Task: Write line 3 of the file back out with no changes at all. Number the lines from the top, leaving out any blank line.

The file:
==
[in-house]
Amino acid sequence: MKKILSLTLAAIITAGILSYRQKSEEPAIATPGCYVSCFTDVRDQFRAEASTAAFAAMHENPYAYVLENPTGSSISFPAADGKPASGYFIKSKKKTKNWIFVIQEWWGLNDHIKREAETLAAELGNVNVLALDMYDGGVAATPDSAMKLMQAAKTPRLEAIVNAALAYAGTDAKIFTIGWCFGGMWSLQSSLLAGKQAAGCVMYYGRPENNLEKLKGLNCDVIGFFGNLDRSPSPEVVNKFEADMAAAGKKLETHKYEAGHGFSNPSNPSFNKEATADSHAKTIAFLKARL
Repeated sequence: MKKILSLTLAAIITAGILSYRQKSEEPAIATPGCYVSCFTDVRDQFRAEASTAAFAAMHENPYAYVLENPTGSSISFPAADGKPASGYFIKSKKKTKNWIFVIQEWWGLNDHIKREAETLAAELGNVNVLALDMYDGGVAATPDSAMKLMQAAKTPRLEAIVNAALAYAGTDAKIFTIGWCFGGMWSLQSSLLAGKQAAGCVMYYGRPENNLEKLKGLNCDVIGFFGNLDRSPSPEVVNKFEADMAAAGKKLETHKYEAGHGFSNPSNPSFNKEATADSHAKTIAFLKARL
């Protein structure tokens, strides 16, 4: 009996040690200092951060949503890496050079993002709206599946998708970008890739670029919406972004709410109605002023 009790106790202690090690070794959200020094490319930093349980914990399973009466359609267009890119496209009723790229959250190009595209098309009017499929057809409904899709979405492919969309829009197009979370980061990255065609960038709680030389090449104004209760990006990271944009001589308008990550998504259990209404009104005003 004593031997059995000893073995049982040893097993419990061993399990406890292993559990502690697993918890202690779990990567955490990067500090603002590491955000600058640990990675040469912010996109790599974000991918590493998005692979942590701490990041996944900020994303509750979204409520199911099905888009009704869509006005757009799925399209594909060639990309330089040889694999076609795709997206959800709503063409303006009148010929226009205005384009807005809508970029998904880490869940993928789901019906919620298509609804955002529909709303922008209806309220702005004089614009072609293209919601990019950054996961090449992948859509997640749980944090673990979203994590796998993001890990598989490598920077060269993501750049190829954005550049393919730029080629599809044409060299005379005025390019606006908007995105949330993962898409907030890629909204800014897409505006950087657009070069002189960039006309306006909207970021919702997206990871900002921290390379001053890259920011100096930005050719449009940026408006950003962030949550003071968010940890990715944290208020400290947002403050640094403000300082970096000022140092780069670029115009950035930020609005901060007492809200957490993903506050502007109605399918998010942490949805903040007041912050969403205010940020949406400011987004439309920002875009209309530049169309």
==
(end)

Repeated sequence: MKKILSLTLAAIITAGILSYRQKSEEPAIATPGCYVSCFTDVRDQFRAEASTAAFAAMHENPYAYVLENPTGSSISFPAADGKPASGYFIKSKKKTKNWIFVIQEWWGLNDHIKREAETLAAELGNVNVLALDMYDGGVAATPDSAMKLMQAAKTPRLEAIVNAALAYAGTDAKIFTIGWCFGGMWSLQSSLLAGKQAAGCVMYYGRPENNLEKLKGLNCDVIGFFGNLDRSPSPEVVNKFEADMAAAGKKLETHKYEAGHGFSNPSNPSFNKEATADSHAKTIAFLKARL